This week’s post is a report on my personal rereading of the great books instead of on our Thursday evening Life group meeting because two of the group’s members were in jail (see below) and so we didn’t have a meeting.
The conversion of the West to Christianity defies easy explanations. There is something mysterious about the process by which the faith of a handful of men in one generation became the religion of millions upon millions over the centuries. In these two chapters [chapters XV and XVI] of The Decline and Fall of the Roman Empire, Gibbon acknowledges the mystery while at the same time undertaking to examine what happened with critical detachment in the light of historical evidence.
Whether or not we accept Gibbon’s views on the natural and supernatural causes at work, whether or not we share his skepticism, we are left in a state of wonder that is appropriate to the extraordinary character of the events described. (Mortimer J. Adler and Peter Wolff, A General Introduction to the Great Books and to a Liberal Education, volume 1 of The Great Ideas Program, Encyclopedia Britannica, 1959, pages 147-48)
In my rereading of selections from Great Books of the Western World guided by The Great Ideas Program, I’ve reached Edward Gibbon’s The Decline and Fall of the Roman Empire, the thirteenth reading in the first volume of The Great Ideas Program, A General Introduction to the Great Books and to a Liberal Education by Mortimer J. Adler and Peter Wolff (Encyclopedia Britannica, 1959).
After introducing The Decline and Fall of the Roman Empire, Adler and Wolff survey the history of the Roman Empire treated by Gibbon in earlier chapters, consider Gibbon’s attitude toward Christianity and his style, and discuss four specific questions on the reading. Here I’ll sketch Gibbon’s life, comment on his attitude to Christianity and style, and share the questions which Adler and Wolff ask about the reading.
The Life of Edward Gibbon
Edward Gibbon was born May 8, 1737, in Putney, Surrey. The only one of his parents’ seven children to survive infancy, he attributed his survival to the care of his mother’s sister, Catherine Porten. It was she who encouraged him in his love of reading.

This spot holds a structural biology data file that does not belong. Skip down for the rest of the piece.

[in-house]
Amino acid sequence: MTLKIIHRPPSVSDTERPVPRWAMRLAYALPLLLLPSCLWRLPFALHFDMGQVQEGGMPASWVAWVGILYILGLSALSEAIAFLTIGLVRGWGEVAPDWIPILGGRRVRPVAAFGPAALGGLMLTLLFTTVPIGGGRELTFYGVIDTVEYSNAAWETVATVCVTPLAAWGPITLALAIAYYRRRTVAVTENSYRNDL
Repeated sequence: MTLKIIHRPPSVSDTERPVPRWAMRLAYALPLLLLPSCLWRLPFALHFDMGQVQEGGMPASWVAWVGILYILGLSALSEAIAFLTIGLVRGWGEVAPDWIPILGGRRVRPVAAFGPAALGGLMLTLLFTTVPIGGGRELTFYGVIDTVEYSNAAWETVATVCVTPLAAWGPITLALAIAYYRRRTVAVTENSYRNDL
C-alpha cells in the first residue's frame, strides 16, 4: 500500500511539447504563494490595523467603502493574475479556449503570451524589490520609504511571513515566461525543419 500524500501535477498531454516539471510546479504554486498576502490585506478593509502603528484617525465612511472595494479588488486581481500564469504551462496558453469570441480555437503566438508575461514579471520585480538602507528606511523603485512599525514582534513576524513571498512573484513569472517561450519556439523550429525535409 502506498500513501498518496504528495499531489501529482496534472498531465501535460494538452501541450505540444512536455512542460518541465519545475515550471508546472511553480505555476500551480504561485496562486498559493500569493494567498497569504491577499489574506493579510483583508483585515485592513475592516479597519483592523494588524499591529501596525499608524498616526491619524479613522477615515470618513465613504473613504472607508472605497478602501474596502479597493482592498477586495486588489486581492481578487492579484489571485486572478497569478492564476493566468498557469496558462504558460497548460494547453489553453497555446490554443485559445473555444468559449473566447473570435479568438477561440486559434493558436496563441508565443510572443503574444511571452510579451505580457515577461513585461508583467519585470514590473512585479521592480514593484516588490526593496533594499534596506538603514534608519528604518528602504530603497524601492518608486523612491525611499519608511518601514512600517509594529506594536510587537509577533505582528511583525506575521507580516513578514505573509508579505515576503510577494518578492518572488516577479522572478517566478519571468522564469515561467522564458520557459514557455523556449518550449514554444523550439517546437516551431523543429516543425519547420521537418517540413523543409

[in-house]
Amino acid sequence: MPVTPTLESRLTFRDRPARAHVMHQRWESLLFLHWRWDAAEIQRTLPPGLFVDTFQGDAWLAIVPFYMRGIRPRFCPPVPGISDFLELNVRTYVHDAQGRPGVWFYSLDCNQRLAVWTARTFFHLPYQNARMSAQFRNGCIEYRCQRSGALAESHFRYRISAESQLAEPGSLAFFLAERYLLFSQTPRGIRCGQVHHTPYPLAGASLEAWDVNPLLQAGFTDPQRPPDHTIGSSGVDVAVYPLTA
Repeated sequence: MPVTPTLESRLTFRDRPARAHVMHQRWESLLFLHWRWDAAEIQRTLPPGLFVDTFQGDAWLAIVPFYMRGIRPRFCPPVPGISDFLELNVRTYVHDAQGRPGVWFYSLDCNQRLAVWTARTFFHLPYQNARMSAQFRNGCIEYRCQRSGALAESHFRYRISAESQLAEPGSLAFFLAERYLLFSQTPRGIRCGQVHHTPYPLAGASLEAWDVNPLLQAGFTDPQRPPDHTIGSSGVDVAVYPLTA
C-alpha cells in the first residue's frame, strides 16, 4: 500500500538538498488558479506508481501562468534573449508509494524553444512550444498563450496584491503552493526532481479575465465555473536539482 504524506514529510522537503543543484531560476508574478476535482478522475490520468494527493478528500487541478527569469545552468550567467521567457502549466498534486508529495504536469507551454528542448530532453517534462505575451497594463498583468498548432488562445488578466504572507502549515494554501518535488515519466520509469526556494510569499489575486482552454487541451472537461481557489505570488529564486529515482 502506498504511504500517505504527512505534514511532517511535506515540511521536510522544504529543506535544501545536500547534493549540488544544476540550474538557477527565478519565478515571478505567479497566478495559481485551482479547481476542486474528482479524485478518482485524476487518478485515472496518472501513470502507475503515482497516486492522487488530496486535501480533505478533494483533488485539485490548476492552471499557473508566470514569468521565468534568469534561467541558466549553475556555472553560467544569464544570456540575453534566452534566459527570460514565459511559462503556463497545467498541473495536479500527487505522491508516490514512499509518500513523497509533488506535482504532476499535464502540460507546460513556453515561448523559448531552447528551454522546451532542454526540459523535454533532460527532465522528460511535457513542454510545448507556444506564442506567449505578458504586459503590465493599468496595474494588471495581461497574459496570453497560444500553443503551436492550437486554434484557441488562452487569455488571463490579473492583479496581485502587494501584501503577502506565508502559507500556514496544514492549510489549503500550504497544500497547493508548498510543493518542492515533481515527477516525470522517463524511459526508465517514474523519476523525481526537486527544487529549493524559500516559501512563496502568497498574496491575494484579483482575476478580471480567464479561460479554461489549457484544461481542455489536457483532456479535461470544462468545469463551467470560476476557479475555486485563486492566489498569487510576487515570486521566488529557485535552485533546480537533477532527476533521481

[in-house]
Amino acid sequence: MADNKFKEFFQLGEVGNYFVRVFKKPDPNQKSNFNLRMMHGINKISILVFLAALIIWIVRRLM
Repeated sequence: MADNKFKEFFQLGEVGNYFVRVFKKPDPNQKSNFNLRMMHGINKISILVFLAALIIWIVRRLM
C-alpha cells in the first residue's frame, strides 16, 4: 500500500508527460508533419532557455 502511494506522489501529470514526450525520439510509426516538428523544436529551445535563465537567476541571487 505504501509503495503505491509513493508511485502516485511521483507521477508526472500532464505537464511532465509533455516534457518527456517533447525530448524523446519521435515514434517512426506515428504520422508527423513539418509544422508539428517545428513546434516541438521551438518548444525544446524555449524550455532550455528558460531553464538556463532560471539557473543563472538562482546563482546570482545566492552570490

Gibbon’s father sent him to Oxford when he was 15. Later he viewed his 14 months there to be “the most idle and unprofitable [time] in my life.” While there he converted to Catholicism. When he let his father know, his father sent him to Lausanne, Switzerland, where guided by a Calvinist minister, Daniel Pavillard, he reconverted to Protestantism.
While in Lauzanne Gibbon formed a friendship with George Deyverdun (see below) and became engaged to Suzanne Curchod, a pastor’s daughter. However his request to his father to marry her was refused. He acceded, writing later, “I sighed as a lover, I obeyed as a son.”
Gibbon returned to England in 1758. From 1759 to 1762 he served as a captain under his father in the Hampshire Militia. Publication in 1761 of Essay on the Study of Literature (in French; it was published in English in 1764 ), which he had begun while still in Lausanne, gained him some recognition as a writer. Upon his release from the militia, he embarked on a long-projected tour of Europe, which lasted until 1765, when he returned to his father’s house.
Although Gibbon got the idea of writing on the decline and fall of the city of Rome while visiting it in 1764, it wasn’t until 1772, two years after his father’s death, that he settled in London and concentrated on the history. The first volume of The Decline and Fall of the Romans Empire was published in 1776 and was immediately acclaimed as a classic and attacked for its discussion of Christianity. The second and third volumes followed shortly afterwards.